Commuting to and from work or town can seem monotonous at times. The daily grind, the cramped quarters, and the less-than-friendly individuals you’re sometimes forced to share them with. Even though it can feel like a pain, public transport is part of many peoples’ daily lives. According to the American Public Transportation Association, people board public transportation a whopping 34 million times each weekday. In fact, in 2017 alone, Americans took 10.1 billion trips on public transportation. When we look at London’s tube, the underground train welcomes around 1.35 billion passengers each year on average.
It comes as no surprise, given the amount of foot traffic they see, that bus and train stops are great places for brands to advertise. Public transport posters are highly visible, and passengers will have plenty of time to look at them while they’re waiting for their bus or train to arrive.
Having signage on or near a bus or train stop can be an incredibly smart move for a brand— but it must be executed correctly. Like the following examples prove, if marketers create a compelling enough ad, people will continue talking about it long after they’ve left the vicinity.
The selection of clever ads below will demonstrate how clever marketers capitalize on a great opportunity.
Caribou Coffee’s Oven Bus Shelter:
When this US coffee chain decided to add Daybreaker Breakfast Sandwiches to their menu, they cooked up (see what we did there?) something extra special to promote them. The ColleMcVoy agency transformed transit shelters around Minnesota into “ovens,” with working timers and heaters. This drew commuters’ attentions to Caribou’s “hot ‘n wholesome” new offerings while providing cozy sanctuaries to help keep Minnesotans warm during the cold winter months. Now that is clever marketing and an efficient use of space!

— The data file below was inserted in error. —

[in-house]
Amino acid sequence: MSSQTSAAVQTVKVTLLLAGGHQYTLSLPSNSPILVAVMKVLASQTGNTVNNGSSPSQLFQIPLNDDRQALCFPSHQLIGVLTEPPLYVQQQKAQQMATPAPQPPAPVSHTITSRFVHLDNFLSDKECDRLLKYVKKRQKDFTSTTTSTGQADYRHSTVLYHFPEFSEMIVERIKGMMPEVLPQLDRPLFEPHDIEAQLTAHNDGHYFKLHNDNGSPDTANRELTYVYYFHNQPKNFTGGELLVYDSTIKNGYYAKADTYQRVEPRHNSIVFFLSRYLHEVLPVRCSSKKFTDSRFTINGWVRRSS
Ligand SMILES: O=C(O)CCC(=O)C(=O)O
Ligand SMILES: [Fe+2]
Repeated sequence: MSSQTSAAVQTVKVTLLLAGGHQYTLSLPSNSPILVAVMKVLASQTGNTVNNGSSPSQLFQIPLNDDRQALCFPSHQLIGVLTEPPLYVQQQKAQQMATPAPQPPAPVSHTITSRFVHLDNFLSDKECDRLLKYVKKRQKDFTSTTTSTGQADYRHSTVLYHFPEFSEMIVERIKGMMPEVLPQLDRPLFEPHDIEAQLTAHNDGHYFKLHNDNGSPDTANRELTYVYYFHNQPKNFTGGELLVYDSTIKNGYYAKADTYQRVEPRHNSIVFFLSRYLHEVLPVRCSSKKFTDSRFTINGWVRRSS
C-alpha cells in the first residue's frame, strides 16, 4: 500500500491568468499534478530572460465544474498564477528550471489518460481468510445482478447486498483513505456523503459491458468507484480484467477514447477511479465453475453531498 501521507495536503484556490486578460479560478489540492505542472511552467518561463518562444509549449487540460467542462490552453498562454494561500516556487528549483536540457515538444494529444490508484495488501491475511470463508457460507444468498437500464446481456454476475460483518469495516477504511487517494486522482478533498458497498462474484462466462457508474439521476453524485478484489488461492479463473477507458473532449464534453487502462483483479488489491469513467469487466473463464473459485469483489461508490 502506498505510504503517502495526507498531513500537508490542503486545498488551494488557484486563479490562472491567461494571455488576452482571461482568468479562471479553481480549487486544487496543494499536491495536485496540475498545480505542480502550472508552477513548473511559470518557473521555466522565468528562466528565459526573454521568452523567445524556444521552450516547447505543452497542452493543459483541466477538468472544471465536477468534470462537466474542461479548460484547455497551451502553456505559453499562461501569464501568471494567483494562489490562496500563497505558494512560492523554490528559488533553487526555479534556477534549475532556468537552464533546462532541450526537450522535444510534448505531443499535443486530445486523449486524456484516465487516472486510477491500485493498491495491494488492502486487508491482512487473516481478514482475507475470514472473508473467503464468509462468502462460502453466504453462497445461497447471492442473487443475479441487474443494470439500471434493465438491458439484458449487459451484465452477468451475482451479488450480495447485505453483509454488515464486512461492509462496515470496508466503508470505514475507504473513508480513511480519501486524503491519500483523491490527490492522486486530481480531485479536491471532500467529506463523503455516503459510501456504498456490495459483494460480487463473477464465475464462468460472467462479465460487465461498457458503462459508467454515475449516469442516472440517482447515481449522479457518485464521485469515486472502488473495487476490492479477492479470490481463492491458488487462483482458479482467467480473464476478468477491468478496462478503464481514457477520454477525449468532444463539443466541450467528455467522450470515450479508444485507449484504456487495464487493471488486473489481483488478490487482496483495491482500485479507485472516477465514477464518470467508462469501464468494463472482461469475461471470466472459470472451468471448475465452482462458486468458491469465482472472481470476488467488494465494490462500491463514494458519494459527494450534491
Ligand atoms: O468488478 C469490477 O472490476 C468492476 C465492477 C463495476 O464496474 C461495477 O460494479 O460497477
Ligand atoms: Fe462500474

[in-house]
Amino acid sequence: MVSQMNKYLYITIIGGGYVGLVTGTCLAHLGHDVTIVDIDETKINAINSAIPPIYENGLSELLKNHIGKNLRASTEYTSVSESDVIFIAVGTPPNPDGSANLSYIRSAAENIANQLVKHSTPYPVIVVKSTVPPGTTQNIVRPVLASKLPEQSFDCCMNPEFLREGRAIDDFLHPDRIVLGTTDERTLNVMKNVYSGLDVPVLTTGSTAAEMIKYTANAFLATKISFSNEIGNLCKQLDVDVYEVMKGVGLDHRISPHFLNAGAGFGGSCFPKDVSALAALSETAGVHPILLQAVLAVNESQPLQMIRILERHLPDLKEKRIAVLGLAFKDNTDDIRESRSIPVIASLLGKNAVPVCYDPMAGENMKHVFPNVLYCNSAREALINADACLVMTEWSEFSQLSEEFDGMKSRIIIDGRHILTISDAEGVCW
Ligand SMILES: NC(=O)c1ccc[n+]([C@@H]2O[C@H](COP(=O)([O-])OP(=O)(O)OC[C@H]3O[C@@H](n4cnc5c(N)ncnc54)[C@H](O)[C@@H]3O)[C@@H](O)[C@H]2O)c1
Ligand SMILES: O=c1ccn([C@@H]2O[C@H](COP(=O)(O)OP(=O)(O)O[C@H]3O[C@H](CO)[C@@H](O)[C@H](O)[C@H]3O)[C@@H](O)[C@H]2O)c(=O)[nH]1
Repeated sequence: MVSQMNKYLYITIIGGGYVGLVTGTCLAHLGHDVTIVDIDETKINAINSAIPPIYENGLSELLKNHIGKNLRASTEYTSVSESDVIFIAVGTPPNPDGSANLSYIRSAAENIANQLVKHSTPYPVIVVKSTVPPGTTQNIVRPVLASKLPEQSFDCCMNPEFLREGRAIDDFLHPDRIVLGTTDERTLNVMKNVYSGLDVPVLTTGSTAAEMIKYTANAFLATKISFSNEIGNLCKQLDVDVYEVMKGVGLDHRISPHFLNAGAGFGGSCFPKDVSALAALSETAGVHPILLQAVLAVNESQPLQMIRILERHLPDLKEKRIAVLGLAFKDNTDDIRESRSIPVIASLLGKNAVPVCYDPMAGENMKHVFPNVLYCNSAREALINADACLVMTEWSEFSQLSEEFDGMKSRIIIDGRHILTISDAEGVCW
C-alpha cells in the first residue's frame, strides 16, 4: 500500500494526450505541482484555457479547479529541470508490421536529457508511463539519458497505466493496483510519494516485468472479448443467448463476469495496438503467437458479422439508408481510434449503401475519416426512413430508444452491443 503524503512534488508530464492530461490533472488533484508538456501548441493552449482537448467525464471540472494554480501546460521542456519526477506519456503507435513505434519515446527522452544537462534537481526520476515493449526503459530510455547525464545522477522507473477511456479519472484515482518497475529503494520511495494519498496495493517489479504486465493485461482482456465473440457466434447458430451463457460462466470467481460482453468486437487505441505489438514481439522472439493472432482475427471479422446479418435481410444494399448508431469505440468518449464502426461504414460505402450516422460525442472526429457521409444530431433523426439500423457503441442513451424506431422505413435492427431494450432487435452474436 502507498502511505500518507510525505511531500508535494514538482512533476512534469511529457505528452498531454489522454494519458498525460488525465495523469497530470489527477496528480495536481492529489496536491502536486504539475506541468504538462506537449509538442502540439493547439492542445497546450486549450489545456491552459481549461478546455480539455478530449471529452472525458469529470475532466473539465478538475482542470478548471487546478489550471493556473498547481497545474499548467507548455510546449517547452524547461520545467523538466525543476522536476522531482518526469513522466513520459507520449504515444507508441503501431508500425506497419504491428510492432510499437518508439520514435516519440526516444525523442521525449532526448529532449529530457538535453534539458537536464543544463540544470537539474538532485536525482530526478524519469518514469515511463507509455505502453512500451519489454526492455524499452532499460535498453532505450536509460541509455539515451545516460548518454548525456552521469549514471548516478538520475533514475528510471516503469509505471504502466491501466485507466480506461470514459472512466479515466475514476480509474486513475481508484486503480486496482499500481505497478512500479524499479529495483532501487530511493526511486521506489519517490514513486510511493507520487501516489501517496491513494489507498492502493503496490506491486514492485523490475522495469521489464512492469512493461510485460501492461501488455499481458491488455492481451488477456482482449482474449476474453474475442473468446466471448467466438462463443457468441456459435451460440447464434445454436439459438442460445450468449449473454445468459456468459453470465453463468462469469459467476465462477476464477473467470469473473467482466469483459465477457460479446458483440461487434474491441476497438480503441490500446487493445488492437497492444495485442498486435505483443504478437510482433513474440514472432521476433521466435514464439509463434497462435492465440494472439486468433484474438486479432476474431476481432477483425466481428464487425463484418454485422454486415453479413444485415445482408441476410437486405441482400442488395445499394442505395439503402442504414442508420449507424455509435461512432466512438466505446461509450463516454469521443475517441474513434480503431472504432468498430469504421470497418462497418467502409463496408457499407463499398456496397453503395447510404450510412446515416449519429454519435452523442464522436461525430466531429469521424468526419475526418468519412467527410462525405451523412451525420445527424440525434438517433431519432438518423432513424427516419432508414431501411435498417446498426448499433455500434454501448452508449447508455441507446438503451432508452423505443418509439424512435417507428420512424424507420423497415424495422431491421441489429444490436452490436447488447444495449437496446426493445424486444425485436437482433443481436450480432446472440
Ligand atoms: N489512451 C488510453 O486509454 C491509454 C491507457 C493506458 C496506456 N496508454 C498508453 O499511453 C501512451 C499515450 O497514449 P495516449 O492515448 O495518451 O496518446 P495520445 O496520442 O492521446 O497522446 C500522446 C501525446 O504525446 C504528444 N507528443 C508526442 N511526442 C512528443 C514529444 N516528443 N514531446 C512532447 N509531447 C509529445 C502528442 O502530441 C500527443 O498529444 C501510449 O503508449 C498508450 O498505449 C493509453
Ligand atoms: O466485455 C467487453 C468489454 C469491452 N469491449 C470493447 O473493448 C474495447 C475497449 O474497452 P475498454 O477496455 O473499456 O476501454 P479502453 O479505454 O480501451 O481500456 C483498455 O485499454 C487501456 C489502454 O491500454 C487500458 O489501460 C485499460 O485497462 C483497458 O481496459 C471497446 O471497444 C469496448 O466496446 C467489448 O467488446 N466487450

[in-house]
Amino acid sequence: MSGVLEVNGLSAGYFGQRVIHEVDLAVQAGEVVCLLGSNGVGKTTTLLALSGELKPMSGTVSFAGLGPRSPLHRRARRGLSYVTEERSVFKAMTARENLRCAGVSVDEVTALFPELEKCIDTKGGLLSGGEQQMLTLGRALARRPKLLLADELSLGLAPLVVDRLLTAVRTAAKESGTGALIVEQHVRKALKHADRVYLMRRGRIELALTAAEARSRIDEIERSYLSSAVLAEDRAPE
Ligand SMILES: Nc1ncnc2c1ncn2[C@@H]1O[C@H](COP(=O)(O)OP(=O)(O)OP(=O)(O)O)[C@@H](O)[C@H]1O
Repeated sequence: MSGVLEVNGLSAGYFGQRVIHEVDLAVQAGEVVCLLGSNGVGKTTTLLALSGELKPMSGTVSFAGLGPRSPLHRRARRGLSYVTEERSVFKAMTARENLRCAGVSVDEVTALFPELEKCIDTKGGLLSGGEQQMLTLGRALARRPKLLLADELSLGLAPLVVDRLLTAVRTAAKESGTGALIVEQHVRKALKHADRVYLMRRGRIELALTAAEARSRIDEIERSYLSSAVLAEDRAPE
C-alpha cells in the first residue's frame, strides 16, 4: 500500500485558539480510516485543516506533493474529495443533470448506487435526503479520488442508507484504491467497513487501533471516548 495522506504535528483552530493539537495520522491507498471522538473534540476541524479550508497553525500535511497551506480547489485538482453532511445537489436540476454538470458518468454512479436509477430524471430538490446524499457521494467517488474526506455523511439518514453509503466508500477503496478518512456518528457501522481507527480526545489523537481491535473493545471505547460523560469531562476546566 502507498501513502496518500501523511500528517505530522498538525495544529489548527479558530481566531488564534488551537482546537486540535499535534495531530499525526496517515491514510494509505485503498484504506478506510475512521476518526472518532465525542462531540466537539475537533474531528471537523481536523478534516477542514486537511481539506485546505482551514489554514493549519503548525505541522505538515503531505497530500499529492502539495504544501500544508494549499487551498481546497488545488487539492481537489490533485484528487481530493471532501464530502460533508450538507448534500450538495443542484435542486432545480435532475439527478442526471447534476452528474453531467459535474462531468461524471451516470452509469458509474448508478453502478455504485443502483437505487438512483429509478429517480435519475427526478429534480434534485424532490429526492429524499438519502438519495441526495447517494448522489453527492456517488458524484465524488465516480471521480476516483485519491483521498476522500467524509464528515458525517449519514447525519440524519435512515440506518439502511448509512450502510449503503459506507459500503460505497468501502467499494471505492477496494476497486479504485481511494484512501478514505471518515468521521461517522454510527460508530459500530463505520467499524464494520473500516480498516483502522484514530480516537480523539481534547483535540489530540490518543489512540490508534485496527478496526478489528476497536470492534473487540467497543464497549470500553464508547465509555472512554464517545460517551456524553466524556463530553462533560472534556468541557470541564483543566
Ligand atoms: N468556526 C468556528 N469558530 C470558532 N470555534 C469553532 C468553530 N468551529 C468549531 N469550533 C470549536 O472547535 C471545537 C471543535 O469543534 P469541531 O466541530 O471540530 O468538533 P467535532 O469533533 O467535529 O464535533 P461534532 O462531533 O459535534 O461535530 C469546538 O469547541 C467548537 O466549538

Via Ad Age
The San Francisco Zoo’s Critter Quest:
Who doesn’t love amazing animals and incredible insects? And, in today’s age, who doesn’t love the thought of becoming the subject of a renowned digital campaign? Enter the San Francisco Zoo’s “Critter Quest”, created by the agency BBDO West. These print ads were posted on bus shelters around the San Fran area, and featured human-sized animal/insect parts (peacock feathers, butterfly wings, giraffe horns) that people could stop and take pictures with, for their chance to be featured online and in print. This is a great ad because it is not only visually appealing— it is engaging, and made passersby stop, look, and enjoy.
Via Ads of the Word
Norwegian Airline’s cloth kilts:
When Norwegian Airlines launched a new route to Edinburgh, they decided to create a bus shelter poster that would really make people want to stop and explore. The ad (created by Volt AB in Stockholm) looks like a man’s legs when dressed in a traditional Scottish kilt.
The kilt, however, is made of real cloth and can be lifted up to reveal the great news below it— that Norwegian air is offering tickets to Scotland at unbeatable prices! The ad is creative, intriguing, and could certainly tempt passersby to book a trip to the land of tartan, bagpipes, and kilts!
Absolut’s absolutely chic bus shelters:
When it comes to print ads, plenty of liquor brands have garnered attention throughout the years. One such is Absolut Vodka, when they turned a selection of Chicago bus shelters into mini lounges based on different drink themes. These shelters by TBWA\Chiat\Day in NYC had special seating, coordinating print backgrounds, custom paint jobs and even live plants and greenery! Not only were these trendy hubs fun destinations for commuters, they likely left everyone wanting to see (or taste!) more from the brand.
Via Tend Hunter
IKEA’s subway ads:
Commuters on Paris’s subway were treated to makeshift living rooms, complete with furniture, complements of IKEA. Printed backdrops hung behind plush furnishings, creating the look of an actual living room. Commuters were able to stop, enjoy the view, take repose on the couches/chairs, and get a glimpse into what their homes could look like if they shopped at IKEA. The ads were attention-grabbing as well as useful (who doesn’t appreciate a comfortable perch during their travels?) and were created by the brains at Ubi Bene agency.